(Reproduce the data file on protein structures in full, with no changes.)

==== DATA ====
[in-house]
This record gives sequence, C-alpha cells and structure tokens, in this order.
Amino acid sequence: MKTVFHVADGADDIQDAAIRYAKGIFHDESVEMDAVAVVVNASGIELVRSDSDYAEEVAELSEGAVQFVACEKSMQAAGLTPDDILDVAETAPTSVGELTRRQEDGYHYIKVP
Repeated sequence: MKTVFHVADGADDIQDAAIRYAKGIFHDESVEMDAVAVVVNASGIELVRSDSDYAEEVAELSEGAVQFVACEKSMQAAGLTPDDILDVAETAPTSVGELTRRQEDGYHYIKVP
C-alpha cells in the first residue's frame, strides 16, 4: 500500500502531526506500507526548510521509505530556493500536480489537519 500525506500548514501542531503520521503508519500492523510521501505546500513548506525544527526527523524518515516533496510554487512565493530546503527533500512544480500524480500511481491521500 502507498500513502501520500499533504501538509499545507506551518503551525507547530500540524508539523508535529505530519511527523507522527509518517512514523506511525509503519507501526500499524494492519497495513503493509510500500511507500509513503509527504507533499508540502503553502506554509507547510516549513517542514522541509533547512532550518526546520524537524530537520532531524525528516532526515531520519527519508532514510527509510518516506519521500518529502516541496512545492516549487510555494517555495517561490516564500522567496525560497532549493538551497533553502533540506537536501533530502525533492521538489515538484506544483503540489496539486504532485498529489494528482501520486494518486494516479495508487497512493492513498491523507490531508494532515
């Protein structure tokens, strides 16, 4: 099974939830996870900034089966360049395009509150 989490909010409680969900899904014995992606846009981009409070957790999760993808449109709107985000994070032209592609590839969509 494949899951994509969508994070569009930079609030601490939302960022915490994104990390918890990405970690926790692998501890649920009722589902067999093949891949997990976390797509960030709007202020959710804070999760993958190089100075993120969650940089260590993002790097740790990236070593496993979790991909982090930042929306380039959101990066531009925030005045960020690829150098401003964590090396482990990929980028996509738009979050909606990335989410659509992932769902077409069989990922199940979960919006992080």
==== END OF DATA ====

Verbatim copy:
[in-house]
This record gives sequence, C-alpha cells and structure tokens, in this order.
Amino acid sequence: MKTVFHVADGADDIQDAAIRYAKGIFHDESVEMDAVAVVVNASGIELVRSDSDYAEEVAELSEGAVQFVACEKSMQAAGLTPDDILDVAETAPTSVGELTRRQEDGYHYIKVP
Repeated sequence: MKTVFHVADGADDIQDAAIRYAKGIFHDESVEMDAVAVVVNASGIELVRSDSDYAEEVAELSEGAVQFVACEKSMQAAGLTPDDILDVAETAPTSVGELTRRQEDGYHYIKVP
C-alpha cells in the first residue's frame, strides 16, 4: 500500500502531526506500507526548510521509505530556493500536480489537519 500525506500548514501542531503520521503508519500492523510521501505546500513548506525544527526527523524518515516533496510554487512565493530546503527533500512544480500524480500511481491521500 502507498500513502501520500499533504501538509499545507506551518503551525507547530500540524508539523508535529505530519511527523507522527509518517512514523506511525509503519507501526500499524494492519497495513503493509510500500511507500509513503509527504507533499508540502503553502506554509507547510516549513517542514522541509533547512532550518526546520524537524530537520532531524525528516532526515531520519527519508532514510527509510518516506519521500518529502516541496512545492516549487510555494517555495517561490516564500522567496525560497532549493538551497533553502533540506537536501533530502525533492521538489515538484506544483503540489496539486504532485498529489494528482501520486494518486494516479495508487497512493492513498491523507490531508494532515
């Protein structure tokens, strides 16, 4: 099974939830996870900034089966360049395009509150 989490909010409680969900899904014995992606846009981009409070957790999760993808449109709107985000994070032209592609590839969509 494949899951994509969508994070569009930079609030601490939302960022915490994104990390918890990405970690926790692998501890649920009722589902067999093949891949997990976390797509960030709007202020959710804070999760993958190089100075993120969650940089260590993002790097740790990236070593496993979790991909982090930042929306380039959101990066531009925030005045960020690829150098401003964590090396482990990929980028996509738009979050909606990335989410659509992932769902077409069989990922199940979960919006992080």